VTC Briefing on the situation in South Sudan

Date | 15 September, 2020

Tomorrow (15 September 2020) the African Union (AU) Peace and Security Council (PSC) will hold a briefing session on the situation in South Sudan. This 944th session of the PSC is expected to consider the report of the Chairperson of the Commission on the latest situation in the country. The Special Representative of the Chairperson of the AU Commission for South Sudan, Joram Biswaro, is expected to introduce the report. It is also envisaged that the PSC receives update from the Office of the Legal Counsel regarding the request of the 917th session of the PSC for progress report on the process for the operationalization of the Hybrid Court.

The PSC will also receive the statements of the representative of South Sudan, the Interim Chairperson of the Revitalized-Joint Monitoring and Evaluation Commission, Sudan, as the Chair of the Intergovernmental Authority on Development (IGAD), and the representative of the UN.

The last time that PSC was briefed on South Sudan was in April 2020. The meeting is scheduled to take place via VTC.

It is exactly two years since the signing of the Revitalized Agreement on the Resolution of the Conflict in the Republic of South Sudan (R-ARCSS). Therefore, this meeting will provide an opportunity to take stock of the progress made in the implementation of the peace agreement and the challenges that still persist since the last meeting of the PSC.

As noted during the last session, the agreement reached by the parties to form an inclusive transitional government has certainly rescued the country back from the brink. The announcement of the formation of the R-TGoNU with an inclusive new cabinet was very welcomed. This is essentially what has been considered as a progress. However, over the last couple of months since the formation of the R-TGoNU, the delays in fully operationalizing the governance structures and implementing the national security arrangements has been a source of major concern.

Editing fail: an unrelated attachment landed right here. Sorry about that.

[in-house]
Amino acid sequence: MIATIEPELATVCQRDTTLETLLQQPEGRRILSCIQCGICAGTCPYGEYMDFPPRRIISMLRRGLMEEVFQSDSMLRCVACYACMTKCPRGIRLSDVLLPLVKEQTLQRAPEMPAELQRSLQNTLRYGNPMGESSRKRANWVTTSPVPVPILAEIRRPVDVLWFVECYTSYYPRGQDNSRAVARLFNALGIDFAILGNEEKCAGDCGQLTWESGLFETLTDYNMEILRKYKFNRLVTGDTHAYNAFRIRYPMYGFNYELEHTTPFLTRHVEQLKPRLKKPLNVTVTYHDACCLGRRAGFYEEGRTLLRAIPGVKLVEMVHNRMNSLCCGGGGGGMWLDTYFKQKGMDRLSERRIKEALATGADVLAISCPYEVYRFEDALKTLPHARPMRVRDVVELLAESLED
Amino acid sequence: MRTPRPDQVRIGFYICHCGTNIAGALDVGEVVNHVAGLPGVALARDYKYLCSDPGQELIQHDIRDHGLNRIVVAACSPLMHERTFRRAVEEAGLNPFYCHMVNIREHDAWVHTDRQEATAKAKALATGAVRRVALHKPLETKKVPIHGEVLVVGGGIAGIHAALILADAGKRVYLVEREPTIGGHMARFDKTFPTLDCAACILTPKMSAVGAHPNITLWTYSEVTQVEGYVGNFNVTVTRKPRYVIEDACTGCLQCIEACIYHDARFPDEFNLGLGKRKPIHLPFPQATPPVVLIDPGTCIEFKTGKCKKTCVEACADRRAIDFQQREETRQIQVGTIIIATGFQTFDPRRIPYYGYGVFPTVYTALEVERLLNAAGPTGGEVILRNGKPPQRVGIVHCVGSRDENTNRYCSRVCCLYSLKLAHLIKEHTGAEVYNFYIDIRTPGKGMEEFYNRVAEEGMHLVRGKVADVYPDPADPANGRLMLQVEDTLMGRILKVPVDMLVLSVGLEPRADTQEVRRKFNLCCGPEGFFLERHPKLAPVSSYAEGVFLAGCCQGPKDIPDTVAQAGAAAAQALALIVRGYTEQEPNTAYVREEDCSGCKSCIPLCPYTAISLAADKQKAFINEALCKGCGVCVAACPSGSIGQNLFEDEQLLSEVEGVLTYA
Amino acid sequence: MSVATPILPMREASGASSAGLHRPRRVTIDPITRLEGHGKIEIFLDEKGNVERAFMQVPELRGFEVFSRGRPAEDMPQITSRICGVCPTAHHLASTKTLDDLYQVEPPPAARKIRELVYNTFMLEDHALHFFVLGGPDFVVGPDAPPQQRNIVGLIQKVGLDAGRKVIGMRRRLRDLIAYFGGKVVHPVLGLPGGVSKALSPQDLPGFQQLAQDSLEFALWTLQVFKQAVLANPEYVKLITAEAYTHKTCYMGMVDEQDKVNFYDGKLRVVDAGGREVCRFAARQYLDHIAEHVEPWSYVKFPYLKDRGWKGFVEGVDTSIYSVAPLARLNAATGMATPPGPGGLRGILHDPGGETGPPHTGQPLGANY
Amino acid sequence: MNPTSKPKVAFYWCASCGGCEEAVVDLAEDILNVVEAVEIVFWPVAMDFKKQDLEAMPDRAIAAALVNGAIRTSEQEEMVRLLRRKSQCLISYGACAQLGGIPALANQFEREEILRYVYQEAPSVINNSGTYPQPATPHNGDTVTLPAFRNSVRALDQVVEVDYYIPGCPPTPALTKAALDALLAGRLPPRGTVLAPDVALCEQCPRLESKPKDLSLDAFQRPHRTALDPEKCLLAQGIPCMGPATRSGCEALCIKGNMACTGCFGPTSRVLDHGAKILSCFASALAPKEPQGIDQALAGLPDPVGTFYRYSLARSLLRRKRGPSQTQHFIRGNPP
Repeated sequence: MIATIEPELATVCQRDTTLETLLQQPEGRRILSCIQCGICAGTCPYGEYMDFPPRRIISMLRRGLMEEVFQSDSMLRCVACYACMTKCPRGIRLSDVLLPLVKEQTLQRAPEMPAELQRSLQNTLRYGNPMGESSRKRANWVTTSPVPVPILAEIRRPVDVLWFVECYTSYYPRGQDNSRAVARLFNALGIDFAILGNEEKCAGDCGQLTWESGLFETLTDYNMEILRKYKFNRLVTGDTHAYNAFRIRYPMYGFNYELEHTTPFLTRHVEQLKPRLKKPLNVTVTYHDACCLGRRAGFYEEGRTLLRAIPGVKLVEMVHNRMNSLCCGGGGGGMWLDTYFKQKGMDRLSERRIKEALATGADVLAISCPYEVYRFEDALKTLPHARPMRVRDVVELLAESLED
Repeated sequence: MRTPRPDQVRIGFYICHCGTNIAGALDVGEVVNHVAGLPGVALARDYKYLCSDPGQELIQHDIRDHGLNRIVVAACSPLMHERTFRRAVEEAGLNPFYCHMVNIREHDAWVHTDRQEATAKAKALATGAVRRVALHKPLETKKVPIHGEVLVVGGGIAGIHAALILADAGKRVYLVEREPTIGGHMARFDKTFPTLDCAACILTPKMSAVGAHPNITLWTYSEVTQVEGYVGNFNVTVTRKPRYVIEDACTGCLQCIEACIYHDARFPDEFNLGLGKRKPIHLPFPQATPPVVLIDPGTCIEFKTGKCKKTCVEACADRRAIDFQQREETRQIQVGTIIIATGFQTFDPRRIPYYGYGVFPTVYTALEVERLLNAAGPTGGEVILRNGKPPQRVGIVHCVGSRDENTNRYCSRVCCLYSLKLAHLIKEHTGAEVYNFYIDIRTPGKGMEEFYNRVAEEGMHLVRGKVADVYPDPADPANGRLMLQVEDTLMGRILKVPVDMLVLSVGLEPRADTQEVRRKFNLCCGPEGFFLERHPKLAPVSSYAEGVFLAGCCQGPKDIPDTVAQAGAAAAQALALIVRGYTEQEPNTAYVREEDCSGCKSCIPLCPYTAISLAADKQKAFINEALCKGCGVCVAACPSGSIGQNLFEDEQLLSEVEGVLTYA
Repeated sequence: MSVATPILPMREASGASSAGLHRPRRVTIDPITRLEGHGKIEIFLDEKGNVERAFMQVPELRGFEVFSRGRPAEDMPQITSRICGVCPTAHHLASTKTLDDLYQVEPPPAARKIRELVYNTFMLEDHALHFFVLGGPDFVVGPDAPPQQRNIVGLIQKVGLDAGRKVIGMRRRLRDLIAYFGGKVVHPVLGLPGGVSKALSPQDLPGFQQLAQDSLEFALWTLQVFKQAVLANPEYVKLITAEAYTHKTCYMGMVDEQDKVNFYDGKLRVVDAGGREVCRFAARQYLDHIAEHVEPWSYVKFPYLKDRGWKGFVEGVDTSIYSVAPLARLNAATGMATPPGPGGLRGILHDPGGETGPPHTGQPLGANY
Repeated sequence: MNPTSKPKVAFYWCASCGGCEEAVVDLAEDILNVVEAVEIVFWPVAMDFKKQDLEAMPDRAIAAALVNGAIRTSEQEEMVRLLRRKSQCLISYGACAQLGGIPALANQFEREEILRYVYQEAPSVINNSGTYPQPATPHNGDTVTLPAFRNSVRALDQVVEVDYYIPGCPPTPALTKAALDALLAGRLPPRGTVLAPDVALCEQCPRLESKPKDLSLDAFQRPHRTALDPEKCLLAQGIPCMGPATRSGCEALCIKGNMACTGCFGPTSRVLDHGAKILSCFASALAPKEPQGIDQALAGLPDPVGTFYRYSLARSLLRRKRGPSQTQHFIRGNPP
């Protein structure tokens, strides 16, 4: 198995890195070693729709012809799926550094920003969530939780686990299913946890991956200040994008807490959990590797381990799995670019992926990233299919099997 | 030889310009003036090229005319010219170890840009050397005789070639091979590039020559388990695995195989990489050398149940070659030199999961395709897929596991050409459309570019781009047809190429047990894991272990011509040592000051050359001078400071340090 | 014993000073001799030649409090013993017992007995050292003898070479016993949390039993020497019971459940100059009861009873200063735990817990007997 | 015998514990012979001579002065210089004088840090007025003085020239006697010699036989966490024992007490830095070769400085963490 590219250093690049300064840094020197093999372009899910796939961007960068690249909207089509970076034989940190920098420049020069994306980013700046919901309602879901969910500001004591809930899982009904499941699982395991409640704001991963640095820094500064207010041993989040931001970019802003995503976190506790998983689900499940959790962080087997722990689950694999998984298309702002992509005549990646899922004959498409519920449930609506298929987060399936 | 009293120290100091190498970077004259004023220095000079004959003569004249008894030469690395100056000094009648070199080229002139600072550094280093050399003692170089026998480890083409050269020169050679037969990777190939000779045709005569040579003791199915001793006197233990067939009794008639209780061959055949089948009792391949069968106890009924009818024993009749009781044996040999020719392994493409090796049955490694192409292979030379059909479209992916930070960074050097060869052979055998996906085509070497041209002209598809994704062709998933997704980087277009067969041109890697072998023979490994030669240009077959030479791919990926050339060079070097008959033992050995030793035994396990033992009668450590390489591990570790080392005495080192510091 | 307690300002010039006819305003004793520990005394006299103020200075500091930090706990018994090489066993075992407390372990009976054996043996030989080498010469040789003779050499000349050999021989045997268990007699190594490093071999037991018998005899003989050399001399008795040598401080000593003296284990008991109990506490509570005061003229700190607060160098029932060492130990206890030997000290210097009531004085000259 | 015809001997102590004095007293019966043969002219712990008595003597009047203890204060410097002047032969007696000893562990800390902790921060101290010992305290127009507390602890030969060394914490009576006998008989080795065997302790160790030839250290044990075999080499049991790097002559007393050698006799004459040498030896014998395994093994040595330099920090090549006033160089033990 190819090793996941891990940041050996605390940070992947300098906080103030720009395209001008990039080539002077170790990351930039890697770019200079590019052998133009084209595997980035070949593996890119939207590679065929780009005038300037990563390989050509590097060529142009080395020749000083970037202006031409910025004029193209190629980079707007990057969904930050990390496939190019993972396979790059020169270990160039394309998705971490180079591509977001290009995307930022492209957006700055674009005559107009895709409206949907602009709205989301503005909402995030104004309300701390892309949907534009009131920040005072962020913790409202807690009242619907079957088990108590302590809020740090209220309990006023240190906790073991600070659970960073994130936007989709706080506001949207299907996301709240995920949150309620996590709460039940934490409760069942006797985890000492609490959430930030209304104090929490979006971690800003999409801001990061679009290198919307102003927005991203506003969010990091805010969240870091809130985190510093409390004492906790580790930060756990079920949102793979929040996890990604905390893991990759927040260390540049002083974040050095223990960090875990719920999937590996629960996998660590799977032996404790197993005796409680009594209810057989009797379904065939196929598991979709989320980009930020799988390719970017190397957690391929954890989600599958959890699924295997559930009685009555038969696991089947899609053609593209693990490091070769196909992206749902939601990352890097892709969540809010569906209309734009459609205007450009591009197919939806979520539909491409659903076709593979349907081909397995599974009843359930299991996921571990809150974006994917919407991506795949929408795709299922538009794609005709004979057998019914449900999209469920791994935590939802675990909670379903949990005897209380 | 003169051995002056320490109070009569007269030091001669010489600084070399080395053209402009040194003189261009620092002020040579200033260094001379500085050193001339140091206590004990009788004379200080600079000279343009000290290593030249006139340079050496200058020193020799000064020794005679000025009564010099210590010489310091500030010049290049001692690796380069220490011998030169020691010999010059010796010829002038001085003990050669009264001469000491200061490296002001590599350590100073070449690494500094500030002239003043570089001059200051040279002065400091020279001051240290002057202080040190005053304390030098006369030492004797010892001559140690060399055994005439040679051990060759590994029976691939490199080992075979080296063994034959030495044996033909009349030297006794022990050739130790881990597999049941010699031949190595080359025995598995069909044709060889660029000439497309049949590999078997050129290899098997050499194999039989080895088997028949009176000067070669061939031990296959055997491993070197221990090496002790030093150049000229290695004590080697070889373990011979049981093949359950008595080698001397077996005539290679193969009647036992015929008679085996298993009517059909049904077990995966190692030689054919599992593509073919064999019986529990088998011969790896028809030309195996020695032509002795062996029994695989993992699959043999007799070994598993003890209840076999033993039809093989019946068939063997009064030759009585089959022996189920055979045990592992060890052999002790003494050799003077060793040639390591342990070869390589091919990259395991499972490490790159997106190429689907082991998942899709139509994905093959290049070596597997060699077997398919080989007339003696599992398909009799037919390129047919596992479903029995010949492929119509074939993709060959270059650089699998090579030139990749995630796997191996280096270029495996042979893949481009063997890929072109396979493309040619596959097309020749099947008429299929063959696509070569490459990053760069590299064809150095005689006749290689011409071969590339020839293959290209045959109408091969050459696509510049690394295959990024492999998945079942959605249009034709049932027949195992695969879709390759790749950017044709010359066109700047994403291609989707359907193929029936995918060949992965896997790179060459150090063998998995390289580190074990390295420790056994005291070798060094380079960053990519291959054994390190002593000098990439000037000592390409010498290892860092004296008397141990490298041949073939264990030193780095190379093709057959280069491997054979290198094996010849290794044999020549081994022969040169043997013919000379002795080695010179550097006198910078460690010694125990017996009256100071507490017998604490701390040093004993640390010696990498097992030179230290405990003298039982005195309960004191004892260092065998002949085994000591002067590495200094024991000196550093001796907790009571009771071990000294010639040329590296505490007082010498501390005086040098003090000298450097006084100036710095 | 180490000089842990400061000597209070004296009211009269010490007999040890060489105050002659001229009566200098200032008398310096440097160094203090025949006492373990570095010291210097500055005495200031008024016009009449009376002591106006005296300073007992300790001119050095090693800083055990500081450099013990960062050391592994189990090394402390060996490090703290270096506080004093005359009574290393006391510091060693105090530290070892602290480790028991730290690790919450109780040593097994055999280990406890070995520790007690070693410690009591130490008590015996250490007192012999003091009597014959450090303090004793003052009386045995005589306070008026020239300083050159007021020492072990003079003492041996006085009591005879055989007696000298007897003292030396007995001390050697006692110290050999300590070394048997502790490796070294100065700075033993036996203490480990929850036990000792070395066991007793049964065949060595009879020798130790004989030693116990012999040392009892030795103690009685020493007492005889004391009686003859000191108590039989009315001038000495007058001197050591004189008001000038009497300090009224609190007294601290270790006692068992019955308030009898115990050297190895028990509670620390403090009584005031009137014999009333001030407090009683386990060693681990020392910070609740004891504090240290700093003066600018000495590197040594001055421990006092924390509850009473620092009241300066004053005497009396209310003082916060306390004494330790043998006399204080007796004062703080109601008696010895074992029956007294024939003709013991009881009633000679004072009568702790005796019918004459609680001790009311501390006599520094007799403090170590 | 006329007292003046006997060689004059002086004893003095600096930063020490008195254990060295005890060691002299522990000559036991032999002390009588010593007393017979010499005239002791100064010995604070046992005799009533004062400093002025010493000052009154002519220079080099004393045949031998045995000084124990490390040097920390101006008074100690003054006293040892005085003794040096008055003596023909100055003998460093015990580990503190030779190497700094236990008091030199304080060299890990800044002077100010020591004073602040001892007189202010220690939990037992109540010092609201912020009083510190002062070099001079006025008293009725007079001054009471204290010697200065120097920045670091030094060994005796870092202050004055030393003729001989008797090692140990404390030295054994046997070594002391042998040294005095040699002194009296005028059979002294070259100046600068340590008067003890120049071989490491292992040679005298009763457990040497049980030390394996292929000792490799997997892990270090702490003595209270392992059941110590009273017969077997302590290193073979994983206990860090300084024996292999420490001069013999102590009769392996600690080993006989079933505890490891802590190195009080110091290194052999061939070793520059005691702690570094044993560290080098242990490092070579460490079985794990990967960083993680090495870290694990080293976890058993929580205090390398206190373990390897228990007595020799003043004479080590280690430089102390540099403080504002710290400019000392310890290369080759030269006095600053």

It has been noted that despite the formation of the R-TGoNU, the parties to the R-ARCSS were unable to agree on the distribution of responsibilities at the state and local government levels. As reported by R-JMEC, the resultant delay in the formation of state governments.

The Chairperson’s report is expected to highlight developments since the last session. In June, bilateral discussions between President Salva Kiir Mayardit and the First Vice President Dr Riek Machar resulted in some progress with the two sides agreeing for ITGoNU headed by the president to nominate governors to the states of Unity, Eastern Equatoria, Warrap, Northern Bahr el Ghazal, Central Equatoria and Lakes; The SPLM/A-IO for the states of Upper Nile, Western Bahr el Ghazal, and Western Equatoria; and SSOA for Jonglei state. Despite the issuance by President Kiir of Republican Decrees No. 51/2020 and 53/2020 naming eight of the ten governors and three Chief Administrators of the Administrative Areas respectively, four of the six parties comprising the Other Political Parties (OPP) continue to object to this agreement as being contrary to the terms of the R-ARCSS.